For primary school children, there is a software language called Alice that teaches the basics of programming, with an emphasis on object oriented concepts. While nice, Alice's problem is that it maxes out. What if you have students who want to go to more sophisticated aspects? Or who do not need all the immediate graphics gratification? This Scratch version 2 is a good upgrade to Alice. While the book explains that it is an upgrade to the version 1s, I would place it in a broader perspective of programming pedagogy.

One topic that it covers is the difference between bit mapped and vector graphics. A fundamental distinction in computer graphics. The text shows how bit maps eventually lead to pixellation effects when you drill down. Whereas vector graphics are equation based and always give smooth curves. The tradeoff being that vector graphics involve more computation.

Sprites are also a concept explained in detail. The editing palette window is easy for students to quickly grasp and work with. The learning curve for the Scratch user interface has been well thought out to be as intuitive as possible.

Given the attraction of games to many computer users, the book gives several examples. One is the Pong game from the late 70s video arcades. Now redone with current hardware. It integrates concepts from earlier sections of the book.

Other games are walked through. With graphical displays of "source" code that hopefully the students will catch onto rapidly. Including decision tree logic. This introduces the concept of conditional statements, which is probably the most single key idea in programming. The book attempts to relate this to real world events, to let the student assimilate the concept easily.

A nice version 2.

HP Vertica Essentials
HP Vertica Essentials
Price: CDN$ 14.39

4.0 out of 5 stars colu, June 7 2014
For decades HP has been doing seminal work in computing. It is nice to see them at the top of their game with this offering in Massively Parallel Processing [MPP]. As the text explains, the rise of Big Data requires the ability to distribute the workload across many machines. Vertica's key differentiating feature, at least to me, is its use of column storage, instead of row storage as in most databases.

The accessing of entire rows in traditional database processing can be extremely inefficient if the SQL query only needs to operate on a few columns. The unused column data that is retrieved is a total waste. Vertica uses the concept of projections. So a query that explicitly accesses only a few fields [columns], which is typical of many queries, leads to far more efficient and faster processing.

The book also has explanations of ancillary Vertica management operations. Like doing full and incremental backups. Or uploading a massive amount of data. As you might expect, HP has done a competent job in fleshing out these features.

Using this book does require some background in the theory of relational databases. One side benefit about learning Vertica is that you can now look at traditional databases like MySql, Oracle 11g and SQL Server in a deeper level of understanding.

Implementing Cloud Storage with OpenStack Swift
Implementing Cloud Storage with OpenStack Swift
Price: CDN$ 14.39

4.0 out of 5 stars o, June 6 2014
Cloud storage is one of these new ideas that has gained incredible traction. Take the startups Box, DropBox and GitHub as the best known examples. Maybe you have an idea for another startup that will use cloud storage. Now the book explains how using Swift,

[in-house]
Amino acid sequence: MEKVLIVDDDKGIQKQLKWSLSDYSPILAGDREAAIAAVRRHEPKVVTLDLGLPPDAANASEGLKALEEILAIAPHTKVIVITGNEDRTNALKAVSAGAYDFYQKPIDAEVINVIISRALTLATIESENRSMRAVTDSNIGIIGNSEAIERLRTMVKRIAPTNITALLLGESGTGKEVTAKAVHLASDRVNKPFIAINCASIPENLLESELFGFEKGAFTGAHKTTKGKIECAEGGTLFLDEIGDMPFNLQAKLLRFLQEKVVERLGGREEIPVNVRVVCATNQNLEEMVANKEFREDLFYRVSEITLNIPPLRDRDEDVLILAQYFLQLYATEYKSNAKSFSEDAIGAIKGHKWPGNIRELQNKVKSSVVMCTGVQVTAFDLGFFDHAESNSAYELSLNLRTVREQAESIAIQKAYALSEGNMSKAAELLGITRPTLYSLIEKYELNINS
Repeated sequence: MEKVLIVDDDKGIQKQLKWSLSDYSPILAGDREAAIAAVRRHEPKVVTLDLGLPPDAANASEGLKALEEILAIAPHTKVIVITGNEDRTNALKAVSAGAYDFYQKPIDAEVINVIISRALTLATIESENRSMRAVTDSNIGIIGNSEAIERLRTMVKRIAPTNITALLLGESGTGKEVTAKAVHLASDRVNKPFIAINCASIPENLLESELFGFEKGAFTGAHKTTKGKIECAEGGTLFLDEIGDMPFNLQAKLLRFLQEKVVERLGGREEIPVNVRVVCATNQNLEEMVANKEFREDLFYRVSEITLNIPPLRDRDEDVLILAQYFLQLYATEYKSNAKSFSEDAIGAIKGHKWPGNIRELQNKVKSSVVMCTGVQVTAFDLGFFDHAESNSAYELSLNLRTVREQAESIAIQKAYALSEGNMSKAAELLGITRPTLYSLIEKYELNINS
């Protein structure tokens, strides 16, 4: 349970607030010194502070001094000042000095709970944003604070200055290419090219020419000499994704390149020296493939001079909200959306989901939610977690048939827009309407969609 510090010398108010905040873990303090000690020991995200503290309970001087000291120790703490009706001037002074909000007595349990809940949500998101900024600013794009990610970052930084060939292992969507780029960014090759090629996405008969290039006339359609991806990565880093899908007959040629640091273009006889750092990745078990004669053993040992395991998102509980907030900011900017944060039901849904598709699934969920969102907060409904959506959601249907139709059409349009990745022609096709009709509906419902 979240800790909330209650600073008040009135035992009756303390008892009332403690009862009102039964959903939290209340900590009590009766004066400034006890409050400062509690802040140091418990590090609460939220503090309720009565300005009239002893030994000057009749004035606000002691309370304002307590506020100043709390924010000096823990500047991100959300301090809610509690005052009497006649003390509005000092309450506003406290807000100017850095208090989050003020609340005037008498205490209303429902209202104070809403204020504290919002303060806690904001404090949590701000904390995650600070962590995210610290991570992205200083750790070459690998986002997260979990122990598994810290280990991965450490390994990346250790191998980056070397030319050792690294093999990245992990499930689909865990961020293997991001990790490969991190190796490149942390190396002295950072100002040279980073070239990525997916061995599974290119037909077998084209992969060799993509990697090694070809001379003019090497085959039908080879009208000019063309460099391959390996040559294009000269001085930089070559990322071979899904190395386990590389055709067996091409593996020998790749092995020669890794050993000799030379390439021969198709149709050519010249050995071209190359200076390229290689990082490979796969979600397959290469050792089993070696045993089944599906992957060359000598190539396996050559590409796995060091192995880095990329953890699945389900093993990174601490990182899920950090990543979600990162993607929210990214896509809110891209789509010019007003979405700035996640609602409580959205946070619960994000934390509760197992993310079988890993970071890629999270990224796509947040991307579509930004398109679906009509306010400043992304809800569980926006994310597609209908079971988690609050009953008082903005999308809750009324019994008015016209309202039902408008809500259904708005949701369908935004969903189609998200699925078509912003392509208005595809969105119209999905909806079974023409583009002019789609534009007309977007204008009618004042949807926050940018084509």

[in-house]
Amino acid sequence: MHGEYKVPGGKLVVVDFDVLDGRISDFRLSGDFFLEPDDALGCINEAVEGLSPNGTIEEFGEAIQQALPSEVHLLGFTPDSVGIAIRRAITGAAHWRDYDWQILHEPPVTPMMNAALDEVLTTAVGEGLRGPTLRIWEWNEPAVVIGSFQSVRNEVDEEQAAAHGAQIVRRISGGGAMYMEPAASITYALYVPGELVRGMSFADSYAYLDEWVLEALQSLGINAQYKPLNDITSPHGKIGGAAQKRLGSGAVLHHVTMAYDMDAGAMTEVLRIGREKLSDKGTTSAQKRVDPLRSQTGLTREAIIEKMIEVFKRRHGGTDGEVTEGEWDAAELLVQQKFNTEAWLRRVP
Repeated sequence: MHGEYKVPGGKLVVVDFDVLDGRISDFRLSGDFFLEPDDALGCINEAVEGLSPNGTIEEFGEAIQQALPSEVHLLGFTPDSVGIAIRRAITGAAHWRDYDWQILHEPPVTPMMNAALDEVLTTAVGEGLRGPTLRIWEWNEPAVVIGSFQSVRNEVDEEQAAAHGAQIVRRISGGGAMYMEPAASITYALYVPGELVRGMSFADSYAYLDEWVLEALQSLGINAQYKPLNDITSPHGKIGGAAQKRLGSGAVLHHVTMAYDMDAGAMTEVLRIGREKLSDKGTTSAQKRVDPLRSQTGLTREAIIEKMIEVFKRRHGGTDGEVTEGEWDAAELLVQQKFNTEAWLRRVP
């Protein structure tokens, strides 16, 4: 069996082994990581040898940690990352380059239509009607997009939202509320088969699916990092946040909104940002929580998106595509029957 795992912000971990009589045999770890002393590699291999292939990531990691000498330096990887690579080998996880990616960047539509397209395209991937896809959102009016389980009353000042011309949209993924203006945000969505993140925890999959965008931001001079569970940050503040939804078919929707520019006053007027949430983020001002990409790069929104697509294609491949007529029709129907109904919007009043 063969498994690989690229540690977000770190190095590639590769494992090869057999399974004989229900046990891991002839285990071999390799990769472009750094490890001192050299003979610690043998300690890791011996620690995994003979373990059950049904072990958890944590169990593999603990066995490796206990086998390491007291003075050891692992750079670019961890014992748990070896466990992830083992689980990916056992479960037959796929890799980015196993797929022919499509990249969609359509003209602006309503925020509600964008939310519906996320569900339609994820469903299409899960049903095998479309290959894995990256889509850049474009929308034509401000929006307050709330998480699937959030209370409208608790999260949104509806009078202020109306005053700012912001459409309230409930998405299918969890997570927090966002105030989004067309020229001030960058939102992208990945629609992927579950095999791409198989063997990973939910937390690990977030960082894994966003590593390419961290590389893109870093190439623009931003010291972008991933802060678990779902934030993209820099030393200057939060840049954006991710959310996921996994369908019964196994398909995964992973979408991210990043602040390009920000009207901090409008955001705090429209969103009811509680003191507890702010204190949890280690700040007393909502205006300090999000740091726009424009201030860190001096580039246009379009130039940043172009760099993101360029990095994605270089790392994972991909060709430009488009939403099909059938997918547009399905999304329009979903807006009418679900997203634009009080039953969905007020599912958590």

It gives an objective explanation of the pros and cons of going with cloud storage. Simply put, there are 3 main factors, reliability, cost and performance. Cloud storage can do the first 2 well, but can deeply lag on performance. If you think about it, the latter should not be a surprise. Physically putting the data in the cloud means migrating it from your data center or your company's desktops and laptops. Ultimately, the speed of light acts as the restriction. Compounded by necessary delays imposed by electronics. So the book cautions you to be aware of this limitation ab initio. It advises cogently that you should not use the cloud for high performance computing, especially for high throughput transactions. For these, you need your disks as close to the main CPUs as possible.

The text describes how Swift can give an origin server that feeds into a Content Delivery Network [CDN]. The latter is now an entire subindustry in its own right. If you have ambitions tending there, Swift and the text can aid you.

Useful too is how the text shows compatibility with Amazon S3. Amazon Web Services have a huge presence in the web services and cloud space. Chances are that you might already have commitments to using S3. Integration can then be a huge issue.

Learning Objective-C by Developing iPhone Games
Learning Objective-C by Developing iPhone Games
by Amy M. Booker
Edition: Paperback
Price: CDN$ 57.04
8 used & new from CDN$ 54.14

4.0 out of 5 stars st, June 6 2014
Hmm, as I write this I just heard that Apple has introduced another language as the preferred one going forward for developing for the iPhone. Objective C will be deprecated ! Not through any deficiency of this book. The authors do a good job explaining nicely the virtues and ease of coding in Objective C via the IDE of Xcode.

So there is a meta question to be decided by you. Do you want to commit your resources to this language or transition to the new one. At least if you decide to stick with Objective C, try this book as a useful supporting explanatory text.

It takes you through the frameworks and APIs furnished by Apple. Along with a detailed introduction to the concepts of object oriented programming. For the readers new to OO, the emphasis here is on graphical code that uses OO. Which may be easier than working through more abstract OO examples, where you are dealing with non-graphical data structures.

The book shows how to make a program from parts that access each other via interfaces. The structure hiding of classes and the deliberate restriction of access to a class's members via the interface is a crucial idea in all OO coding, regardless of language.

Of necessity, the text's game examples are toy snippets. No space to do any extended coding. But if you are imaginative, these are still great starting points for your ideas.

Page: 1 | 2 | 3 | 4 | 5 | 6 | 7 | 8 | 9 | 10 | 11-20